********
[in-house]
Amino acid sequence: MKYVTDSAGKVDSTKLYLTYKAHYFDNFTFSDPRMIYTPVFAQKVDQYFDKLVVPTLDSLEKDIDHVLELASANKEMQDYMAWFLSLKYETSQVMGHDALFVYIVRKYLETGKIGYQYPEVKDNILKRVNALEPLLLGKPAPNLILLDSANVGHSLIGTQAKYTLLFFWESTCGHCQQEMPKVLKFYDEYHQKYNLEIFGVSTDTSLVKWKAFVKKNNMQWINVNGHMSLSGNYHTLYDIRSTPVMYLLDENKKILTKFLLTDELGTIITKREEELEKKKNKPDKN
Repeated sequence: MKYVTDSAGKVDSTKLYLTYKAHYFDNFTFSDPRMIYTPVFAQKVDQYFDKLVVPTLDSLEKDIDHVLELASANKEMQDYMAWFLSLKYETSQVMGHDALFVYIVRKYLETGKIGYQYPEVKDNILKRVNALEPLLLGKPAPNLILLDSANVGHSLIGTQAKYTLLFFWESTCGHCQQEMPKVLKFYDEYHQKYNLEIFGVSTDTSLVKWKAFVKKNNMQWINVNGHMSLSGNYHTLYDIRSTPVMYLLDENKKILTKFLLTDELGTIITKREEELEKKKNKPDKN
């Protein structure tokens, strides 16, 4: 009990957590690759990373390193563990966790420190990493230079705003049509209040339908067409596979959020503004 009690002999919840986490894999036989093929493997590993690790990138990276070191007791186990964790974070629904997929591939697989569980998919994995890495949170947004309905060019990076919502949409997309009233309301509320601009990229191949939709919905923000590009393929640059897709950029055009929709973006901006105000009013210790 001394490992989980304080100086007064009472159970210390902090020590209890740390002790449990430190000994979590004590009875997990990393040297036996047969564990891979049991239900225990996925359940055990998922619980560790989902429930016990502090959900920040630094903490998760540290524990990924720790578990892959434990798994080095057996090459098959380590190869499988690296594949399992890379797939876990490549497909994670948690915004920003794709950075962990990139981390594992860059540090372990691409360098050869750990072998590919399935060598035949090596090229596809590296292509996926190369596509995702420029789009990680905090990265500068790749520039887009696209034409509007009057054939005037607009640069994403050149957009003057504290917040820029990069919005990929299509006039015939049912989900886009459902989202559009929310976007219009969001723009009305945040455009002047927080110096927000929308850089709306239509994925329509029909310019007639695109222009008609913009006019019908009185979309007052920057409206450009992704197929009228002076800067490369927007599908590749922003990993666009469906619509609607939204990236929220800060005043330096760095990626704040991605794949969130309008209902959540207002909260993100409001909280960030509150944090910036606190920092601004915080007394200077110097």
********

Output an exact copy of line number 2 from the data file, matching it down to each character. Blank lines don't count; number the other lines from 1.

Amino acid sequence: MKYVTDSAGKVDSTKLYLTYKAHYFDNFTFSDPRMIYTPVFAQKVDQYFDKLVVPTLDSLEKDIDHVLELASANKEMQDYMAWFLSLKYETSQVMGHDALFVYIVRKYLETGKIGYQYPEVKDNILKRVNALEPLLLGKPAPNLILLDSANVGHSLIGTQAKYTLLFFWESTCGHCQQEMPKVLKFYDEYHQKYNLEIFGVSTDTSLVKWKAFVKKNNMQWINVNGHMSLSGNYHTLYDIRSTPVMYLLDENKKILTKFLLTDELGTIITKREEELEKKKNKPDKN